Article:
Philondon

    I find US immigration/customs officials a lot less aggressive these days than they used to be in the 90s when we first started travelling there for holidays. They don’t even seem to care any more if you bring food items with you – we took my grandparents to visit friends in Texas and SF once and they were given a really hard time for bringing a catering pack of (then difficult to get in the States) PG Tips for their friend who taught at Stanford!



    @Philondon
    – do you mean immigration rather than security? As the partner of an EU citizen you are entitled to enter an EU country with them regardless of your nationality so in theory you can use the same queue (I think it does vary by country how amenable they are to this).

    Yes I mean immigration. Even if we’re not married?

    NorthernLass

    As I understand it, “immediate family” can enter with an EU national, and that includes a life partner, whether married or not (people don’t generally travel with a marriage certificate so they would struggle to prove this anyway). This may not always mean you can use the same queue, so it’s prudent to keep your place in the non-EU queue while your partner asks the agent if you can join them (that’s if there’s a huge difference, I haven’t found this to be the case on my last few trips though). More importantly, you’re not restricted by the 180-day rule if you’re close family of an EU citizen.

    Aston100

    The arsehole at IAD wanted to know the sequence of monuments I was going to be visiting during my trip to DC.
    This was amongst a bunch of other stupid questions.
    I honestly think he was trying to provoke an angry reaction.

    The ‘arsehole’ was doing his job. He didn’t give a crap about what monuments you were visiting or in what order. He was engaging you in pointless conversation while he assessed your mood and demeanour. It’s not what they’re asking, it’s how you’re answering and how you appear to them.

    Assessing my mood and demeanour you say?
    Well, put it this way, my mood was perfectly fine up to the point I was called forward to his booth and the stupid questioning began.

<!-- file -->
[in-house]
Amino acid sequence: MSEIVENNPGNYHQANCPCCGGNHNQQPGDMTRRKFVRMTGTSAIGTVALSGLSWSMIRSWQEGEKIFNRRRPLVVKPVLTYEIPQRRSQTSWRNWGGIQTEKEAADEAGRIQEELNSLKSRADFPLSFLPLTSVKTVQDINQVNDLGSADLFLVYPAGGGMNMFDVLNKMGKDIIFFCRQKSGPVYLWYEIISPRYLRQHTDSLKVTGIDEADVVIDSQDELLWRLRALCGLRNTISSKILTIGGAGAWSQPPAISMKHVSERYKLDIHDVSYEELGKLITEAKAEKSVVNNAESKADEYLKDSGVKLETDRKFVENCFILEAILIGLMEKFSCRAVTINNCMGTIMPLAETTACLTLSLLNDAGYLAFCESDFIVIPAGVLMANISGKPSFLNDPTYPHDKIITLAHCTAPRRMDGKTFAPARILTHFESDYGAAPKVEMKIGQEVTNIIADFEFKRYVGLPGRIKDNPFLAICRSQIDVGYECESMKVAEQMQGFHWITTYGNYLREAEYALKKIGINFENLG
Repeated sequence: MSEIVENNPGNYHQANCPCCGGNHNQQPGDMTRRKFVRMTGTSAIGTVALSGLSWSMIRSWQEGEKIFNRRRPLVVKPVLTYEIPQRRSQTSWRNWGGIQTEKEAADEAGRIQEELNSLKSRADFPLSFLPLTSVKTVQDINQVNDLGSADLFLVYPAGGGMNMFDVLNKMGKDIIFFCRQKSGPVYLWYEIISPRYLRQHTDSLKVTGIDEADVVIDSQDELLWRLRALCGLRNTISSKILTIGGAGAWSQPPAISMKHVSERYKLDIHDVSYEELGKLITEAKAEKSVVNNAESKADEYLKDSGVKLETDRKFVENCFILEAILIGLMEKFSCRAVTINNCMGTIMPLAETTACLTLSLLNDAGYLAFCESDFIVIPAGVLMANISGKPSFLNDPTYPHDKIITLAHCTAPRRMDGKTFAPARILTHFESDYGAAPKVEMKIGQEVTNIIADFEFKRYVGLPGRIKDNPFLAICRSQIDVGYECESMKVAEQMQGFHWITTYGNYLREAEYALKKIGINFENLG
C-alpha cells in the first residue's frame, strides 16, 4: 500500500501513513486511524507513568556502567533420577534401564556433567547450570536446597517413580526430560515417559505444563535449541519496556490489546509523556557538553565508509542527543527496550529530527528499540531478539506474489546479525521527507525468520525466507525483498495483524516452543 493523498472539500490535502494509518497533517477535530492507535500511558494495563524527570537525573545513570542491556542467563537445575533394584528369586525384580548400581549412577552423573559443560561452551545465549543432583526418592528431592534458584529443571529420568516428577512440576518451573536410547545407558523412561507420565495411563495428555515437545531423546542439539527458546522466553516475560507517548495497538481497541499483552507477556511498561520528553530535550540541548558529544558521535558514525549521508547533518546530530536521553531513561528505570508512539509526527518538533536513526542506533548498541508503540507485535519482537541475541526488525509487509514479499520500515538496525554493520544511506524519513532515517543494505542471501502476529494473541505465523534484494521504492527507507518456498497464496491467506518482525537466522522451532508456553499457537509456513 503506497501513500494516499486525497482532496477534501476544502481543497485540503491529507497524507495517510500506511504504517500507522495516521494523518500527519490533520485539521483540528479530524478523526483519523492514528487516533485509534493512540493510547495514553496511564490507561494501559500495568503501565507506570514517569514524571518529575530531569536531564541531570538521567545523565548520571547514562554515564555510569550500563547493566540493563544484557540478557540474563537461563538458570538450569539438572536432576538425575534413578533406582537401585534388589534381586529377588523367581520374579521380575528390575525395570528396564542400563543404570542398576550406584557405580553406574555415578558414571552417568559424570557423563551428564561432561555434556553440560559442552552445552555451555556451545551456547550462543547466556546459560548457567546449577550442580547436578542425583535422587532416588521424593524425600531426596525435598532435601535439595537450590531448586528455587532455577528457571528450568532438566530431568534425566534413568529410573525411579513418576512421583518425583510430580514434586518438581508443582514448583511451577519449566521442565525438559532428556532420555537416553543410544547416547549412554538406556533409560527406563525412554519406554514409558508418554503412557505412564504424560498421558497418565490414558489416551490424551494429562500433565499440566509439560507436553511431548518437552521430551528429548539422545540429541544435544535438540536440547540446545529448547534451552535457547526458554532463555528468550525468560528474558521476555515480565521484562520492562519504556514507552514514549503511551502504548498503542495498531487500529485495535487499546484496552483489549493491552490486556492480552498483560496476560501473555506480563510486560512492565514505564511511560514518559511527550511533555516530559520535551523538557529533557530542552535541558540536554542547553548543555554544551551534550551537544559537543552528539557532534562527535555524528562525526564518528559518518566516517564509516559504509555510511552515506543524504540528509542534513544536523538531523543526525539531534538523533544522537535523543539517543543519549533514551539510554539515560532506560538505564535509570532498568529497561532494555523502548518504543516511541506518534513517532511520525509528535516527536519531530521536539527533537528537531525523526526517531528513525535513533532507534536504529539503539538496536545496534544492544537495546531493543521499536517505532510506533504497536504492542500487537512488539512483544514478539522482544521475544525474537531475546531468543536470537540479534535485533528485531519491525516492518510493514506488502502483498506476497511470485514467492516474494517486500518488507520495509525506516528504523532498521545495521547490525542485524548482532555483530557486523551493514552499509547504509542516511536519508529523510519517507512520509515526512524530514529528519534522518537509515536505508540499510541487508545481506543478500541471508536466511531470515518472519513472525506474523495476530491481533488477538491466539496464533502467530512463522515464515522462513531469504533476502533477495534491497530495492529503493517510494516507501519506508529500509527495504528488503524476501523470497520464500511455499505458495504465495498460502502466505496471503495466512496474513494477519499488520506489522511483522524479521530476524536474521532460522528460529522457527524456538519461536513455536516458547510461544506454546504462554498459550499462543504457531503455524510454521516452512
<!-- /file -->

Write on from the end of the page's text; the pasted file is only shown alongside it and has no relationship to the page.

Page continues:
At the end of it, my mood and my demeanour had changed for the worse.
    Maybe that was what caused me to pass like a normal person in that situation. Perhaps if I’d maintained a friendly attitude through all the bullshit, it would have been suspicious? Hmm… psychological games?

    The real Swiss Tony

    Flew into MCO with two of my kids in April. My wife and cost centre no. 3 were following a few days later.

    CBP officer was an utter dick, suggesting that one of the kids wasn’t mine as he didn’t wear glasses, asked him how many times he had been arrested and when he said none, the response was “well, we’ll see”, accused my other son of travelling on a fake passport on the basis that he couldn’t believe he was close on 6ft tall as a 12 yr old (which I’d have thought was less unusual in the US than the UK) and so on.

    I mean it’s one thing to try and elicit a reaction from a parent, but going after kids??? Thankfully we don’t have any issues like this but god forbid one of them was autistic, as I can imagine any of those comments could have been triggering…

    Aston100

    Flew into MCO with two of my kids in April. My wife and cost centre no. 3 were following a few days later.

    CBP officer was an utter dick, suggesting that one of the kids wasn’t mine as he didn’t wear glasses, asked him how many times he had been arrested and when he said none, the response was “well, we’ll see”, accused my other son of travelling on a fake passport on the basis that he couldn’t believe he was close on 6ft tall as a 12 yr old (which I’d have thought was less unusual in the US than the UK) and so on.

    I mean it’s one thing to try and elicit a reaction from a parent, but going after kids??? Thankfully we don’t have any issues like this but god forbid one of them was autistic, as I can imagine any of those comments could have been triggering…

    This is awful.

    Do the people manning these booths have the ability to refuse entry there and then, or do they have to seek permission or confirmation from someone else?